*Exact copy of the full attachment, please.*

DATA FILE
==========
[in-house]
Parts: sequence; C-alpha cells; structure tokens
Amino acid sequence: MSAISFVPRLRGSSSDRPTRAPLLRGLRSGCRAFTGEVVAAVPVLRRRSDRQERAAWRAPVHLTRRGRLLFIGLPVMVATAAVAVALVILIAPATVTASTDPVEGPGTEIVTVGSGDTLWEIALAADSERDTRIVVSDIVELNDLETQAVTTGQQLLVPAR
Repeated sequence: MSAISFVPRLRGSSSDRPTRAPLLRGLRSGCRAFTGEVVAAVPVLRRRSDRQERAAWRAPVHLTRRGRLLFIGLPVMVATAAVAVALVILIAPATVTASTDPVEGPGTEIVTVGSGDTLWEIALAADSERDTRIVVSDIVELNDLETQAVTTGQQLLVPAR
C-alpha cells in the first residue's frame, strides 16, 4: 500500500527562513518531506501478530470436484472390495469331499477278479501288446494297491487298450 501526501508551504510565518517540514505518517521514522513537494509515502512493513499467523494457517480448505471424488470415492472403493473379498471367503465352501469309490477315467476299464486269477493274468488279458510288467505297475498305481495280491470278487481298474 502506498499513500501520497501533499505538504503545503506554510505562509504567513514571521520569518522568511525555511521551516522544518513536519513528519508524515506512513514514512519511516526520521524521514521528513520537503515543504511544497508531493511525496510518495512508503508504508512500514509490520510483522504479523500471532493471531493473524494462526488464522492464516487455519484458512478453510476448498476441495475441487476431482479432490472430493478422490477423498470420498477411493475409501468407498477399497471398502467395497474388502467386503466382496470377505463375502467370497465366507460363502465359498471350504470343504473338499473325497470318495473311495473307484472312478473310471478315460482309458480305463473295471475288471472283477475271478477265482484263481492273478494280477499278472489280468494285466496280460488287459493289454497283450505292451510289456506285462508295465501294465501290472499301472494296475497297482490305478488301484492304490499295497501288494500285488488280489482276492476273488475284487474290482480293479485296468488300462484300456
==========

[in-house]
Parts: sequence; C-alpha cells; structure tokens
Amino acid sequence: MSAISFVPRLRGSSSDRPTRAPLLRGLRSGCRAFTGEVVAAVPVLRRRSDRQERAAWRAPVHLTRRGRLLFIGLPVMVATAAVAVALVILIAPATVTASTDPVEGPGTEIVTVGSGDTLWEIALAADSERDTRIVVSDIVELNDLETQAVTTGQQLLVPAR
Repeated sequence: MSAISFVPRLRGSSSDRPTRAPLLRGLRSGCRAFTGEVVAAVPVLRRRSDRQERAAWRAPVHLTRRGRLLFIGLPVMVATAAVAVALVILIAPATVTASTDPVEGPGTEIVTVGSGDTLWEIALAADSERDTRIVVSDIVELNDLETQAVTTGQQLLVPAR
C-alpha cells in the first residue's frame, strides 16, 4: 500500500527562513518531506501478530470436484472390495469331499477278479501288446494297491487298450 501526501508551504510565518517540514505518517521514522513537494509515502512493513499467523494457517480448505471424488470415492472403493473379498471367503465352501469309490477315467476299464486269477493274468488279458510288467505297475498305481495280491470278487481298474 502506498499513500501520497501533499505538504503545503506554510505562509504567513514571521520569518522568511525555511521551516522544518513536519513528519508524515506512513514514512519511516526520521524521514521528513520537503515543504511544497508531493511525496510518495512508503508504508512500514509490520510483522504479523500471532493471531493473524494462526488464522492464516487455519484458512478453510476448498476441495475441487476431482479432490472430493478422490477423498470420498477411493475409501468407498477399497471398502467395497474388502467386503466382496470377505463375502467370497465366507460363502465359498471350504470343504473338499473325497470318495473311495473307484472312478473310471478315460482309458480305463473295471475288471472283477475271478477265482484263481492273478494280477499278472489280468494285466496280460488287459493289454497283450505292451510289456506285462508295465501294465501290472499301472494296475497297482490305478488301484492304490499295497501288494500285488488280489482276492476273488475284487474290482480293479485296468488300462484300456